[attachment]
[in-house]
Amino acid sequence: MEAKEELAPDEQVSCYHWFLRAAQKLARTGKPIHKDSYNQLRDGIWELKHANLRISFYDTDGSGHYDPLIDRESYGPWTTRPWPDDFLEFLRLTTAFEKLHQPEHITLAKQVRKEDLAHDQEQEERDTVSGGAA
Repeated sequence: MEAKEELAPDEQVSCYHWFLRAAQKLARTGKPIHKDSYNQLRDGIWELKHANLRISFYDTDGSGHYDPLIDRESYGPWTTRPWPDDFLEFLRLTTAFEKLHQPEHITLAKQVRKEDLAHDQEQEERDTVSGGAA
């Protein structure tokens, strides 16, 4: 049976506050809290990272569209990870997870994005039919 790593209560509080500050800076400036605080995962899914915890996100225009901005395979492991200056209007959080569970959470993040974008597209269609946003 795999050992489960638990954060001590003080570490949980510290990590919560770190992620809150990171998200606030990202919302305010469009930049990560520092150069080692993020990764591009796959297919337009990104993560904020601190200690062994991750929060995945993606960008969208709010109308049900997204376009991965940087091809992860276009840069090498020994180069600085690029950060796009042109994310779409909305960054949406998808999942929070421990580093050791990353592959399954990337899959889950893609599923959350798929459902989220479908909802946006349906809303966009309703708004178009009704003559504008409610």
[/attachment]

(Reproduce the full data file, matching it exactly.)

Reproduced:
[in-house]
Amino acid sequence: MEAKEELAPDEQVSCYHWFLRAAQKLARTGKPIHKDSYNQLRDGIWELKHANLRISFYDTDGSGHYDPLIDRESYGPWTTRPWPDDFLEFLRLTTAFEKLHQPEHITLAKQVRKEDLAHDQEQEERDTVSGGAA
Repeated sequence: MEAKEELAPDEQVSCYHWFLRAAQKLARTGKPIHKDSYNQLRDGIWELKHANLRISFYDTDGSGHYDPLIDRESYGPWTTRPWPDDFLEFLRLTTAFEKLHQPEHITLAKQVRKEDLAHDQEQEERDTVSGGAA
């Protein structure tokens, strides 16, 4: 049976506050809290990272569209990870997870994005039919 790593209560509080500050800076400036605080995962899914915890996100225009901005395979492991200056209007959080569970959470993040974008597209269609946003 795999050992489960638990954060001590003080570490949980510290990590919560770190992620809150990171998200606030990202919302305010469009930049990560520092150069080692993020990764591009796959297919337009990104993560904020601190200690062994991750929060995945993606960008969208709010109308049900997204376009991965940087091809992860276009840069090498020994180069600085690029950060796009042109994310779409909305960054949406998808999942929070421990580093050791990353592959399954990337899959889950893609599923959350798929459902989220479908909802946006349906809303966009309703708004178009009704003559504008409610």